How to make less more: empathy can fill the gap left by reducing unnecessary careBMJ 2015; 351 doi: http://dx.doi.org/10.1136/bmj.h5831 (Published 04 November 2015) Cite this as: BMJ 2015;351:h5831
- Edward R Melnick, assistant professor, Department of Emergency Medicine, Yale School of Medicine, New Haven, CT, USA
“But how can you be sure, doctor?” the patient asked. “Wouldn’t it help to get a CT scan? Just to be sure.”
My heart sank: another patient here for a scan—not for my expertise and recommendations. On the basis of my evaluation, she had sustained a concussion caused by a low risk minor head injury. Good evidence indicates that computed tomography (CT) would be negative for clinically important injury.1
“Could I have a concussion?” she asked.
“You can’t see a concussion on a CT scan,” I explained. We discussed what a concussion is and what to expect after leaving the emergency department. A conversation followed; I listened to her concerns and addressed them. She looked relieved. Would a normal CT scan have given her the same reassurance?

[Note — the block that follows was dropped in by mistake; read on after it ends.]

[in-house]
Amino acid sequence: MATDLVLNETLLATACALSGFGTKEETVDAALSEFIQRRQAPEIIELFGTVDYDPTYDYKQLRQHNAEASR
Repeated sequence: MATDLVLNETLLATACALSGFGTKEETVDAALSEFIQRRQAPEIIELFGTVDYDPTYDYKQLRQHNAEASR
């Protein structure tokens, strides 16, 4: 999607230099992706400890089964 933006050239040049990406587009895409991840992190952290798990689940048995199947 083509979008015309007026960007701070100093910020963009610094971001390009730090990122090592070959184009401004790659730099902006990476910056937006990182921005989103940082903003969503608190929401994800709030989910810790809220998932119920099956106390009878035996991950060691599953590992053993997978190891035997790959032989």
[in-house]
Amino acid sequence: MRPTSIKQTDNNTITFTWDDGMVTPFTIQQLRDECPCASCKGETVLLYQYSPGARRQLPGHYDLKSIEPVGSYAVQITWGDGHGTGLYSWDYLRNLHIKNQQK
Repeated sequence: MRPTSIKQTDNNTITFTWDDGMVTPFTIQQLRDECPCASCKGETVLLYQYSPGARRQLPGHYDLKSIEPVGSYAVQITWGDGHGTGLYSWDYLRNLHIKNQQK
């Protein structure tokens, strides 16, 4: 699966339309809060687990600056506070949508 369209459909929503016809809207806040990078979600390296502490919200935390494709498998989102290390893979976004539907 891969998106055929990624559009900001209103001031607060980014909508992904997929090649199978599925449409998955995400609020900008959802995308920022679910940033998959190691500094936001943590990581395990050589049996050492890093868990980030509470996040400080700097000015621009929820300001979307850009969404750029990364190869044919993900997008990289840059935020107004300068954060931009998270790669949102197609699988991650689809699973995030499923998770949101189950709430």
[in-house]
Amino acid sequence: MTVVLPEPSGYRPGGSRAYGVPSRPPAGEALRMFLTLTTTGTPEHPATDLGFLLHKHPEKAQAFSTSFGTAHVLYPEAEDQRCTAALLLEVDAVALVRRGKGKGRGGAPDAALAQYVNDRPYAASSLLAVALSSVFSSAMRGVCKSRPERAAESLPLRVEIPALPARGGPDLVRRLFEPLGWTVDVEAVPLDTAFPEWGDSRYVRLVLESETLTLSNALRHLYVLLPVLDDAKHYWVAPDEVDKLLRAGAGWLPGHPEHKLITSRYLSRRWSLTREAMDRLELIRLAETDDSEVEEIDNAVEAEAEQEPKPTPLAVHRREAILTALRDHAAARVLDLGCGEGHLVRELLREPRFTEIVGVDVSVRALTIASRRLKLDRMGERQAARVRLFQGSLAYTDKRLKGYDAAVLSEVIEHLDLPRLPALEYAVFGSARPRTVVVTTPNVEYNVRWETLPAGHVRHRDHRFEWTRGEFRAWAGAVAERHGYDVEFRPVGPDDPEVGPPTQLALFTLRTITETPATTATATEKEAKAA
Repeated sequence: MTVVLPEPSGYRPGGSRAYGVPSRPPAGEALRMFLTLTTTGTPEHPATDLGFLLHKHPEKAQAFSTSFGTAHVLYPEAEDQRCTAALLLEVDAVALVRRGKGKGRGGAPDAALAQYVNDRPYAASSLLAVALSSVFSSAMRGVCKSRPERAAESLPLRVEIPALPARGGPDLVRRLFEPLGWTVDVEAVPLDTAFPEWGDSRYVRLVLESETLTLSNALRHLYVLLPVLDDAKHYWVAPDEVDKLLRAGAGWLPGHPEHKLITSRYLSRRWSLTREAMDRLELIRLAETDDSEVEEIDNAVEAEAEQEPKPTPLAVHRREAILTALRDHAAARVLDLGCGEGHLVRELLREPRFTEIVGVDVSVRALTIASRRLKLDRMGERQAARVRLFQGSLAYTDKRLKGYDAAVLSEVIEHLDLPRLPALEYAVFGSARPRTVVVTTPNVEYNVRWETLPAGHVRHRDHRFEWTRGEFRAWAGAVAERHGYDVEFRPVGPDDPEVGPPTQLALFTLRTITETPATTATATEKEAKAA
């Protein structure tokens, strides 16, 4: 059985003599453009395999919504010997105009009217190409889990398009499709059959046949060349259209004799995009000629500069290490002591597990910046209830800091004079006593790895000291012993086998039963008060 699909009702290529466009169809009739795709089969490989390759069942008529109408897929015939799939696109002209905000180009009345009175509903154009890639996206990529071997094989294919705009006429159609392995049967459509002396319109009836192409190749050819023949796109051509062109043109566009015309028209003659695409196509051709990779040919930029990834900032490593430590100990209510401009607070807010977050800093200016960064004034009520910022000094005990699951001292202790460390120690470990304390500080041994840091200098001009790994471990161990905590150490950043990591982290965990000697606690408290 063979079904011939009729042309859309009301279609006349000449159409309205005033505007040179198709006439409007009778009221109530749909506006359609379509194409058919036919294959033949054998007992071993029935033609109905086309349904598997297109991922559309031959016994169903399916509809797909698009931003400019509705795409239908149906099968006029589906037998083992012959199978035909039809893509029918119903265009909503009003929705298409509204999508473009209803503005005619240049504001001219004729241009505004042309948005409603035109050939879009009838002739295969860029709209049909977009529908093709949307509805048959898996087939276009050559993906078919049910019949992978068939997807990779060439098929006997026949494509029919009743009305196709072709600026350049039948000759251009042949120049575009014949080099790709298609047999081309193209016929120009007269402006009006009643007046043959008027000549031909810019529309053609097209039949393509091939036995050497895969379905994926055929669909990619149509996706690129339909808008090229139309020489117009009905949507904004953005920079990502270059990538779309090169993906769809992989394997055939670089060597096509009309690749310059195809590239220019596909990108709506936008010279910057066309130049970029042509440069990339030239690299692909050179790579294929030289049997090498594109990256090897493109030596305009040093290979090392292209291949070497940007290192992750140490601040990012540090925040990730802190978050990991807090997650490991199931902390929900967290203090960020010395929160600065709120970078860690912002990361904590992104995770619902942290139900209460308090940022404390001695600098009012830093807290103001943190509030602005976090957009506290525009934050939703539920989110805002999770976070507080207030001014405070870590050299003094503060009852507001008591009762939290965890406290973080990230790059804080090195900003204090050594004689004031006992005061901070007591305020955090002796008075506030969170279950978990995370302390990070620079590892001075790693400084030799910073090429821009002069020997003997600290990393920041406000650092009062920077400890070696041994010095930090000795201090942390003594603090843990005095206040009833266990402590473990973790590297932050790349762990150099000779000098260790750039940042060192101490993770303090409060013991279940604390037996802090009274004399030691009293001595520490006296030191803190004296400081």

In regions of the United States where people receive more healthcare services, some measures of health are worse.2 Less …
Log in using your username and password
Log in through your institution
Register for a free trial to thebmj.com to receive unlimited access to all content on thebmj.com for 14 days.
Sign up for a free trial